Pastor Alph Lukau of Alleluia Ministry raised eyebrows when he “resurrected” a man during one of his church services on Sunday.
While some, including many congregants of Lukau’s ministry, believed his “miracle performance”, Johan Rousseau of the Funeral Industry Reformed Association (Fira) is not sold.
Rousseau, whose experience in the funeral industry spans more than 30 years, said it was rather obvious that the man had not been dead in the first place.
Speaking to TimesLIVE, Rousseau said people need to know the basics so that they are not scammed.
Here’s how to tell whether a person in a coffin is alive.
Rousseau said the first tell-tale sign that Lukau and his “deceased” were fooling people was that the “deceased” mouth was open. He said that when a person dies, their mouth is surgically closed to ensure it doesn’t open and their jaws remain intact.
Upper thigh/neck operation
A vein usually found either around the upper thigh, neck or the area near the groin is operated on, for blood and body fluid extraction. This is done to dehydrate the body of the deceased and to keep the body from decomposing. The vein would be easily visible on the body.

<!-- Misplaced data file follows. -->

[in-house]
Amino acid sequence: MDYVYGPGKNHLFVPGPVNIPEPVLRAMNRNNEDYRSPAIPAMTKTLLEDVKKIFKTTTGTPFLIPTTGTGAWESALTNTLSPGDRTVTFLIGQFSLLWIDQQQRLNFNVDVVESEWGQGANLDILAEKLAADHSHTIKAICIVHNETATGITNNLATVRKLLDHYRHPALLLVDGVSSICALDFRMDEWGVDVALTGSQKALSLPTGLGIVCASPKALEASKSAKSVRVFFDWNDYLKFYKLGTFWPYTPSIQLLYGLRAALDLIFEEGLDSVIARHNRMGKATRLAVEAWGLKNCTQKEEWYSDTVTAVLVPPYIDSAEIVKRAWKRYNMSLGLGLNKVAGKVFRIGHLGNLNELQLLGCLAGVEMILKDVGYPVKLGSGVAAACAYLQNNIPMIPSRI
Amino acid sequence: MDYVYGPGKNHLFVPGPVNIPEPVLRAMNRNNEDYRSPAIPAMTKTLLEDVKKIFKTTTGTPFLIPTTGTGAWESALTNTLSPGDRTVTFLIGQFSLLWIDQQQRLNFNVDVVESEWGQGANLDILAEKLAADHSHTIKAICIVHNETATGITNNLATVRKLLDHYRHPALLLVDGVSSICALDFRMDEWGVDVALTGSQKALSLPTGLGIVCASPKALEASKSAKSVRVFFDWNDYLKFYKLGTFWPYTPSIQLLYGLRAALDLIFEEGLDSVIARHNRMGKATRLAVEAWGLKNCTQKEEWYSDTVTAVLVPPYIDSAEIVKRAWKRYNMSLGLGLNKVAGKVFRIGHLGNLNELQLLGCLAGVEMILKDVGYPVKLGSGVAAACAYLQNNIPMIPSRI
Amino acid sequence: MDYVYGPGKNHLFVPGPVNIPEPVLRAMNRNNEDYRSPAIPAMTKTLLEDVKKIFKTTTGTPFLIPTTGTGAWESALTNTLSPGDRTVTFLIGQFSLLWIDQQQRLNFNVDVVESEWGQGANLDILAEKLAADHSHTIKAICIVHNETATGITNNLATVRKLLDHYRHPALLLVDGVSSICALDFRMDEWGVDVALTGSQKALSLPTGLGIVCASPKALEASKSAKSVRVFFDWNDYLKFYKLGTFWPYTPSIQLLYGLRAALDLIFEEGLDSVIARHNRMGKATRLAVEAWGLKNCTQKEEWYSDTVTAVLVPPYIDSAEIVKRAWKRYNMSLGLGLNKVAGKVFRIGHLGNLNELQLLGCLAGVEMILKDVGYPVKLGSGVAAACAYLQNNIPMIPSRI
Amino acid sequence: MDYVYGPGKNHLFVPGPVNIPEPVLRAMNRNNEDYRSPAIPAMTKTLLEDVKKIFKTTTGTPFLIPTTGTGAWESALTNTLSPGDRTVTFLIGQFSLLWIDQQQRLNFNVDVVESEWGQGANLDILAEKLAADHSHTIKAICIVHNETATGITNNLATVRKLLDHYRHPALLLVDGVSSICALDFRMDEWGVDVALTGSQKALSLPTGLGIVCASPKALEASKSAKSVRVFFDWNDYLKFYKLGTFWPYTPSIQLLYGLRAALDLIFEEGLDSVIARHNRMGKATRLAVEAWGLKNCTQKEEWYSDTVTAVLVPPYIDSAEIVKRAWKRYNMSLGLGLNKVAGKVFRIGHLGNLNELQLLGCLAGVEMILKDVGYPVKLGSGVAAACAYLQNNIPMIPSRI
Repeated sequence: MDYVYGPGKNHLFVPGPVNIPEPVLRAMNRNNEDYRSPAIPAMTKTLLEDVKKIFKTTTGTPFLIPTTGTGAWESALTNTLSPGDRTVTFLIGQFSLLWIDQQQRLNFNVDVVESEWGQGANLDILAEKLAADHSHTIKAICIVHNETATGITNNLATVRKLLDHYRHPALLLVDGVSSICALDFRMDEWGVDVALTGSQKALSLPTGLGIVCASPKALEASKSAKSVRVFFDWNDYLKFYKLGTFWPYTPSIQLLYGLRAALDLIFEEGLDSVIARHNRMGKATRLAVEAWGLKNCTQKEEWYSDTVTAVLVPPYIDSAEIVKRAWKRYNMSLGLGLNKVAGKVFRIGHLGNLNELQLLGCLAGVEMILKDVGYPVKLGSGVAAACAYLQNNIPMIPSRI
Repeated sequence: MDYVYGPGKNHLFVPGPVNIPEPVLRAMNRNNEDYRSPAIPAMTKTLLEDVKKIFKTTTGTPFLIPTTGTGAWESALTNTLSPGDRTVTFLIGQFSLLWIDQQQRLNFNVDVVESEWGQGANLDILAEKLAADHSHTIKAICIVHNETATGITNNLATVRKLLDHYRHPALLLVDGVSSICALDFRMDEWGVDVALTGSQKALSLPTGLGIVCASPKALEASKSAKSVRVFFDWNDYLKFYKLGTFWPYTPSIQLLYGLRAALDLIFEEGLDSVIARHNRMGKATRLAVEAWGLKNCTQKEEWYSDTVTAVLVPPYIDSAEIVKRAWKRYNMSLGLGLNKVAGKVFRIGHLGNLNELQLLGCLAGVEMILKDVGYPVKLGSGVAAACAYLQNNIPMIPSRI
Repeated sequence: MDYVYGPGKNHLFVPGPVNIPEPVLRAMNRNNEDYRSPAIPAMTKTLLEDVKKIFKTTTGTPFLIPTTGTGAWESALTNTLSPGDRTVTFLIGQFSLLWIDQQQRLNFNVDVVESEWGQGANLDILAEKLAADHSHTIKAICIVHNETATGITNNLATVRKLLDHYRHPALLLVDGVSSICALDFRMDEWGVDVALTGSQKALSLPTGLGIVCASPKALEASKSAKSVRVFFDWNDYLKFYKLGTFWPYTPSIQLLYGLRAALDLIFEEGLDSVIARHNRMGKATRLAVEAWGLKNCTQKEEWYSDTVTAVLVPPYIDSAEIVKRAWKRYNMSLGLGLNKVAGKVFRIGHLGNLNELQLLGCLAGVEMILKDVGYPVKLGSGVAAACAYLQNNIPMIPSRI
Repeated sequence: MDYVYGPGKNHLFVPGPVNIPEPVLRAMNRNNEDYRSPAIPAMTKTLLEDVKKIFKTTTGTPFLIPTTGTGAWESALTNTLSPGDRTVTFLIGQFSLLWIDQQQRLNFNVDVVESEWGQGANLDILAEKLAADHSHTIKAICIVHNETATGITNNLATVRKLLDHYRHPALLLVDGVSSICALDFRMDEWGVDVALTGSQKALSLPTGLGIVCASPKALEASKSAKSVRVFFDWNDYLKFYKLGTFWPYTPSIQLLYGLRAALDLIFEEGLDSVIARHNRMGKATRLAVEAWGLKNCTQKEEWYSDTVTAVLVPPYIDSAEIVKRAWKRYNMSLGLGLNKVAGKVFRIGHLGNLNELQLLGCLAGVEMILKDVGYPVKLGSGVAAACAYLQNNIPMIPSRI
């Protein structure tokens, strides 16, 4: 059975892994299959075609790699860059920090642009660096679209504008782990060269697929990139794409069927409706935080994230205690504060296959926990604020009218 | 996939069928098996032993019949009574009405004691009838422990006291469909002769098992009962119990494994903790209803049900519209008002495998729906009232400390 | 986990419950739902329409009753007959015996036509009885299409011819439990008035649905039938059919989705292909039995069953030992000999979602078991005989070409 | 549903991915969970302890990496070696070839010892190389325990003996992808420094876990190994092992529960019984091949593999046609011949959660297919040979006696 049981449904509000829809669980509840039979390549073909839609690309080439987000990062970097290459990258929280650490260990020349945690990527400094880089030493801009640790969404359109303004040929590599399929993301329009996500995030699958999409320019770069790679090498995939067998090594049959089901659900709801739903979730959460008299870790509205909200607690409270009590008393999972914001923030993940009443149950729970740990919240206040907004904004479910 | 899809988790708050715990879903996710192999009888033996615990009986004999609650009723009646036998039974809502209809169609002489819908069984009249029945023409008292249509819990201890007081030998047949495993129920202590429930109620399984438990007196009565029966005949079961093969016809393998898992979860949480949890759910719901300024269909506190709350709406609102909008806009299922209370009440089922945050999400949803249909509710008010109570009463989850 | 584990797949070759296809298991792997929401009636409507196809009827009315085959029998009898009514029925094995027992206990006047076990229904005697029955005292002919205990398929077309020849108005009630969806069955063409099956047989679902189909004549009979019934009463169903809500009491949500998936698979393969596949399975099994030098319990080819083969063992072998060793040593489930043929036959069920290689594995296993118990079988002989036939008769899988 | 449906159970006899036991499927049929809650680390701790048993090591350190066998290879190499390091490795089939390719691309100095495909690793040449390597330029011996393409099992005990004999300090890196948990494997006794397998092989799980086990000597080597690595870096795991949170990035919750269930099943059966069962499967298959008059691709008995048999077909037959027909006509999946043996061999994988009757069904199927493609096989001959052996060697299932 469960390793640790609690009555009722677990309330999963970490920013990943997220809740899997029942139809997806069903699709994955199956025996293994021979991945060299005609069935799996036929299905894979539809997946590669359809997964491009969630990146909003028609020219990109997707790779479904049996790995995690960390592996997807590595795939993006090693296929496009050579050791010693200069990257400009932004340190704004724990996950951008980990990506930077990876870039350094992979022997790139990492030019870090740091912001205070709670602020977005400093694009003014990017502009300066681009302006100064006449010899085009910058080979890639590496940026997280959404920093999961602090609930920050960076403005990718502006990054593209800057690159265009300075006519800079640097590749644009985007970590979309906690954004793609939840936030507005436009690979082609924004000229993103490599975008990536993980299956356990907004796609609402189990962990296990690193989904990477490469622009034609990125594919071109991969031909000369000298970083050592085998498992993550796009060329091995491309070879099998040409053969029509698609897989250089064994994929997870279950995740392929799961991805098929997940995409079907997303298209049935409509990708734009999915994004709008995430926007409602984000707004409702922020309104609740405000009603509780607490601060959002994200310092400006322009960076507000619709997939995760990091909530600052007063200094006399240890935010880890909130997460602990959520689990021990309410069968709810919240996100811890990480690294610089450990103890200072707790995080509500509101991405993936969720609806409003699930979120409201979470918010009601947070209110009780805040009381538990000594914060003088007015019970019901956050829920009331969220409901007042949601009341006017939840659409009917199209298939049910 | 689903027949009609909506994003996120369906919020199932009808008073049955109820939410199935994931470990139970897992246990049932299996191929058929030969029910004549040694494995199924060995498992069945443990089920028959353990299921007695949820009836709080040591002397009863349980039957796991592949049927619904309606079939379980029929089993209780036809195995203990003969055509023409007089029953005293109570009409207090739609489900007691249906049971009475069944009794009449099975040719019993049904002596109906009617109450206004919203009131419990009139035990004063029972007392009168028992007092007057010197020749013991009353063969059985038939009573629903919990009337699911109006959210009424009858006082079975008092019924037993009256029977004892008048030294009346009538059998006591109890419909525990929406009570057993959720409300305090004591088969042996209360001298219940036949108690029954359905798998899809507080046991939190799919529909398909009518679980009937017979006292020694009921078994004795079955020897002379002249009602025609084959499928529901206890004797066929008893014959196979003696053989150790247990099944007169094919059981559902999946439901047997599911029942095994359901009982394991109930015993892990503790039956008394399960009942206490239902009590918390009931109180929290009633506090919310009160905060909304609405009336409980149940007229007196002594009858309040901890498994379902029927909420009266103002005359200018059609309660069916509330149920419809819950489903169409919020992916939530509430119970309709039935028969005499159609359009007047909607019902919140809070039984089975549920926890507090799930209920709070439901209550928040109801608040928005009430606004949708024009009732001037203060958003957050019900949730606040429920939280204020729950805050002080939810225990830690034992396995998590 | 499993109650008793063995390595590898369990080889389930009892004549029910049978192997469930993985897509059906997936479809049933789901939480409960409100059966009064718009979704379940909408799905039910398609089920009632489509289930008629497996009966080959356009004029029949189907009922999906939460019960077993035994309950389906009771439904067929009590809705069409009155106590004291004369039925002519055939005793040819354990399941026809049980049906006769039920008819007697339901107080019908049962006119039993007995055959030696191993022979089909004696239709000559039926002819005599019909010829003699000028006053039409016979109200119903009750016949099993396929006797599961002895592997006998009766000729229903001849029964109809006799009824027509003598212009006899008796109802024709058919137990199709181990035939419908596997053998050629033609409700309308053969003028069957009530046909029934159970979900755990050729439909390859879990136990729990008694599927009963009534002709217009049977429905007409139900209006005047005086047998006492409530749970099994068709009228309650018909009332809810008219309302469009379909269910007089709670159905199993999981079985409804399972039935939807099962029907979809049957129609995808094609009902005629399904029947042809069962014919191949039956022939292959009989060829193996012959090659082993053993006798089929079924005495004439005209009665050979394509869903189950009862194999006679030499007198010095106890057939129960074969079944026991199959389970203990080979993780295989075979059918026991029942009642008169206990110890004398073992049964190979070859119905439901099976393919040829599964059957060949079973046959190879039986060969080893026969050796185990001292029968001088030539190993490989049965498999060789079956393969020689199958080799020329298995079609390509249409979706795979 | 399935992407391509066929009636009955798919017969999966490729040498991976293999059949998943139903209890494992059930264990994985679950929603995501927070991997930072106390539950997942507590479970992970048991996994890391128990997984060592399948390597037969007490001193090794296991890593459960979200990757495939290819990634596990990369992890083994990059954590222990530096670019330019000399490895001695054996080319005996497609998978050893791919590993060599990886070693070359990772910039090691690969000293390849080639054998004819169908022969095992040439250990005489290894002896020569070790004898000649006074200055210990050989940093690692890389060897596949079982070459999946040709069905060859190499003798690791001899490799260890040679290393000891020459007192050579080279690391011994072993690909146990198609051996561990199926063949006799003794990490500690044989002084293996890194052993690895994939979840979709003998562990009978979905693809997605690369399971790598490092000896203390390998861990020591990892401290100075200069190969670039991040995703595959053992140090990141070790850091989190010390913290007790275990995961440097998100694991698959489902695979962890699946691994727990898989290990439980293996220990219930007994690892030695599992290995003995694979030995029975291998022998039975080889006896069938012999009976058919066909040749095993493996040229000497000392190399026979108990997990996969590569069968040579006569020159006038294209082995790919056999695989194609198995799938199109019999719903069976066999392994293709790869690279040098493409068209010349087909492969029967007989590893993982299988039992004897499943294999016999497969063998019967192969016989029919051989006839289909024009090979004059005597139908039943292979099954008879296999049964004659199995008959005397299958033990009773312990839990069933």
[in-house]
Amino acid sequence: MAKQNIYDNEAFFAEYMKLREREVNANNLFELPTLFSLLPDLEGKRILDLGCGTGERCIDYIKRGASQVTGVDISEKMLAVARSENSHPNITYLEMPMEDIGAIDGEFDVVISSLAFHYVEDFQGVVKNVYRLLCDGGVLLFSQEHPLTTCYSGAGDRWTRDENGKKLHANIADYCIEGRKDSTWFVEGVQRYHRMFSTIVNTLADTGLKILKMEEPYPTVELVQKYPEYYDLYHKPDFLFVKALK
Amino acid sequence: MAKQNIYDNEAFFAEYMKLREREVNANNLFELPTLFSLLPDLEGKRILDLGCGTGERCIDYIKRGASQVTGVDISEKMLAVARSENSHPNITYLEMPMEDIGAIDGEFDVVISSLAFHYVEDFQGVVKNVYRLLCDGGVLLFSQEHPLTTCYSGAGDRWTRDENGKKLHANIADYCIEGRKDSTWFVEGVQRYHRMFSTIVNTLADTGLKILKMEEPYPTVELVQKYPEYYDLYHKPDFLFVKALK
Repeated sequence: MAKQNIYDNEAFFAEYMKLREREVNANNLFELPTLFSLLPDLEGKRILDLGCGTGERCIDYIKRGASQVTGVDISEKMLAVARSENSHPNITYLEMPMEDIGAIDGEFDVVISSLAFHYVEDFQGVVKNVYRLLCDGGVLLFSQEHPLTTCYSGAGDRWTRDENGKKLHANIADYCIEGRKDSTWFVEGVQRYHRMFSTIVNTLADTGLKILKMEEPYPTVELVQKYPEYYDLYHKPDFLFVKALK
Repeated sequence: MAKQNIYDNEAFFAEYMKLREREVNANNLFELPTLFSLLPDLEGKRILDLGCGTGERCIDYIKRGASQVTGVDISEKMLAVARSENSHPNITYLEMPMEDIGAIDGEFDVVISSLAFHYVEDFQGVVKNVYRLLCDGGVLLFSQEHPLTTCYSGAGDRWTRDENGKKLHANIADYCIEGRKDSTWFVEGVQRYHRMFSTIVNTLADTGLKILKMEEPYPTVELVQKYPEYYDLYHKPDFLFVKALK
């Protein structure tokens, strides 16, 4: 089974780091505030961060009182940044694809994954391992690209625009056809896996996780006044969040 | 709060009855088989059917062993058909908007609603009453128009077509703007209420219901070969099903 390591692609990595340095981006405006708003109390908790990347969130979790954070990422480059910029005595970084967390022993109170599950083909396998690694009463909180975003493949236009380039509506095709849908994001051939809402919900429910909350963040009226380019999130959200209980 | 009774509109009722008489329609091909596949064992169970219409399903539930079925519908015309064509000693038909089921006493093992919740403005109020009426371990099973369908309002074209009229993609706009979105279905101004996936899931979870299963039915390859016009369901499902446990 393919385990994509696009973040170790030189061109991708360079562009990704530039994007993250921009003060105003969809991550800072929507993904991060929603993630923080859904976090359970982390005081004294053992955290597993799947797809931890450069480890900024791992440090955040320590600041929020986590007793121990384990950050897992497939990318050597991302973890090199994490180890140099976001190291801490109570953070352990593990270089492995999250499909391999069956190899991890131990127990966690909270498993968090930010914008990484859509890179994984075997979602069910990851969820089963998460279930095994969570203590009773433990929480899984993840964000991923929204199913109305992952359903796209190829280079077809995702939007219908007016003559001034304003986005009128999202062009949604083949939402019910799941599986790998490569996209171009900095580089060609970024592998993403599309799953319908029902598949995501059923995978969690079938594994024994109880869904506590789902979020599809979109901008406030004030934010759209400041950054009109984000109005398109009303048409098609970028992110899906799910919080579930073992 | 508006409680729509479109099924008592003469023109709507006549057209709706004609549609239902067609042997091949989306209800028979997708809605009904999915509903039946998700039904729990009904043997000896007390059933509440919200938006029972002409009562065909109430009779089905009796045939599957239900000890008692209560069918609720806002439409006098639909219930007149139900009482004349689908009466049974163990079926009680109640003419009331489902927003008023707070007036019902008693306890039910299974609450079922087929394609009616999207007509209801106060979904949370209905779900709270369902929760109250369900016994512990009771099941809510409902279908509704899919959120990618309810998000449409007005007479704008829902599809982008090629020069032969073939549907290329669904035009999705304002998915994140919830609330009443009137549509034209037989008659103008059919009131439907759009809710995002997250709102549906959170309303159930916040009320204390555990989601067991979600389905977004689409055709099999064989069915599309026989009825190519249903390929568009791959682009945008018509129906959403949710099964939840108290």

A deceased becomes discoloured as a result of temperature, blood flow and moisture in a morgue. The skin usually becomes a grey colour, depending on the amount of time spent in a refrigeration unit.
Embalming is the procedure in which the body is cut open to remove the insides and sewn back. Because of this it is impossible for a dead person to move their upper body, let alone be as flexible as Lukau’s “deceased”.
This is due to the absence of moisture in the body.
African rituals, gloves and opening of the coffin
Rousseau said different families practice rituals on their deceased, which include wrapping up the deceased in a torn cloth so they reunite with their ancestors.
The deceased also never wear gloves.
The coffin is always closed, in and out of the hearse. With the Lukau incident, the coffin was open.
Bonanza tip: The deceased was also spotted with a phone in his pocket. Random, no?